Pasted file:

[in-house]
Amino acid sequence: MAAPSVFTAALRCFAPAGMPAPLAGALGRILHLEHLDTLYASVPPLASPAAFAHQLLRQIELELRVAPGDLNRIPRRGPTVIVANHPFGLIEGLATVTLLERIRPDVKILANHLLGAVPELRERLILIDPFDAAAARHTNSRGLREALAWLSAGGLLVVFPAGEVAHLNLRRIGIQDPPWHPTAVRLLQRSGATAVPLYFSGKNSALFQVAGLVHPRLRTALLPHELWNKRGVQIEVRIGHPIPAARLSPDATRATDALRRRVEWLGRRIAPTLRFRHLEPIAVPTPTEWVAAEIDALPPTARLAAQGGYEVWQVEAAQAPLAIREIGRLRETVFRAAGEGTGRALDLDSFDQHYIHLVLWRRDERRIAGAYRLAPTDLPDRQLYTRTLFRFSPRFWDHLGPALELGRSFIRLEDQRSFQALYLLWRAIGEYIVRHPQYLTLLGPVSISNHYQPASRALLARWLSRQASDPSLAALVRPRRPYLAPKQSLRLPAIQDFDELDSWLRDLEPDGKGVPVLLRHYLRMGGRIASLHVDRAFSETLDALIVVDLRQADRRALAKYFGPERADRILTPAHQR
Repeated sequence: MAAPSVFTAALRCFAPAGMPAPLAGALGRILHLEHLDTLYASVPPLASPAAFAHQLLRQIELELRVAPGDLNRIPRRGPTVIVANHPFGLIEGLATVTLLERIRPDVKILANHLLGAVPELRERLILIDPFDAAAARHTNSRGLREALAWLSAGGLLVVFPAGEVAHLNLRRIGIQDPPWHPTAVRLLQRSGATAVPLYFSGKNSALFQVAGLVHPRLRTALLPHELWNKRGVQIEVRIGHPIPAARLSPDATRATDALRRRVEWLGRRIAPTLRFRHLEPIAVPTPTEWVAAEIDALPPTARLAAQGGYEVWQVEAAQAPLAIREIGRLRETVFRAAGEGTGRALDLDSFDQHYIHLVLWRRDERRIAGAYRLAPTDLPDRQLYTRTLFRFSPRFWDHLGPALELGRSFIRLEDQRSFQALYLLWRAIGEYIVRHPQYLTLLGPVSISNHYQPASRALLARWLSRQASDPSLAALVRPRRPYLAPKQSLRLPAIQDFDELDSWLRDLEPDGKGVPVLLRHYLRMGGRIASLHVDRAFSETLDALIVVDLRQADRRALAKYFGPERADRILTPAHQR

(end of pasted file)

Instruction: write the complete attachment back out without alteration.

[in-house]
Amino acid sequence: MAAPSVFTAALRCFAPAGMPAPLAGALGRILHLEHLDTLYASVPPLASPAAFAHQLLRQIELELRVAPGDLNRIPRRGPTVIVANHPFGLIEGLATVTLLERIRPDVKILANHLLGAVPELRERLILIDPFDAAAARHTNSRGLREALAWLSAGGLLVVFPAGEVAHLNLRRIGIQDPPWHPTAVRLLQRSGATAVPLYFSGKNSALFQVAGLVHPRLRTALLPHELWNKRGVQIEVRIGHPIPAARLSPDATRATDALRRRVEWLGRRIAPTLRFRHLEPIAVPTPTEWVAAEIDALPPTARLAAQGGYEVWQVEAAQAPLAIREIGRLRETVFRAAGEGTGRALDLDSFDQHYIHLVLWRRDERRIAGAYRLAPTDLPDRQLYTRTLFRFSPRFWDHLGPALELGRSFIRLEDQRSFQALYLLWRAIGEYIVRHPQYLTLLGPVSISNHYQPASRALLARWLSRQASDPSLAALVRPRRPYLAPKQSLRLPAIQDFDELDSWLRDLEPDGKGVPVLLRHYLRMGGRIASLHVDRAFSETLDALIVVDLRQADRRALAKYFGPERADRILTPAHQR
Repeated sequence: MAAPSVFTAALRCFAPAGMPAPLAGALGRILHLEHLDTLYASVPPLASPAAFAHQLLRQIELELRVAPGDLNRIPRRGPTVIVANHPFGLIEGLATVTLLERIRPDVKILANHLLGAVPELRERLILIDPFDAAAARHTNSRGLREALAWLSAGGLLVVFPAGEVAHLNLRRIGIQDPPWHPTAVRLLQRSGATAVPLYFSGKNSALFQVAGLVHPRLRTALLPHELWNKRGVQIEVRIGHPIPAARLSPDATRATDALRRRVEWLGRRIAPTLRFRHLEPIAVPTPTEWVAAEIDALPPTARLAAQGGYEVWQVEAAQAPLAIREIGRLRETVFRAAGEGTGRALDLDSFDQHYIHLVLWRRDERRIAGAYRLAPTDLPDRQLYTRTLFRFSPRFWDHLGPALELGRSFIRLEDQRSFQALYLLWRAIGEYIVRHPQYLTLLGPVSISNHYQPASRALLARWLSRQASDPSLAALVRPRRPYLAPKQSLRLPAIQDFDELDSWLRDLEPDGKGVPVLLRHYLRMGGRIASLHVDRAFSETLDALIVVDLRQADRRALAKYFGPERADRILTPAHQR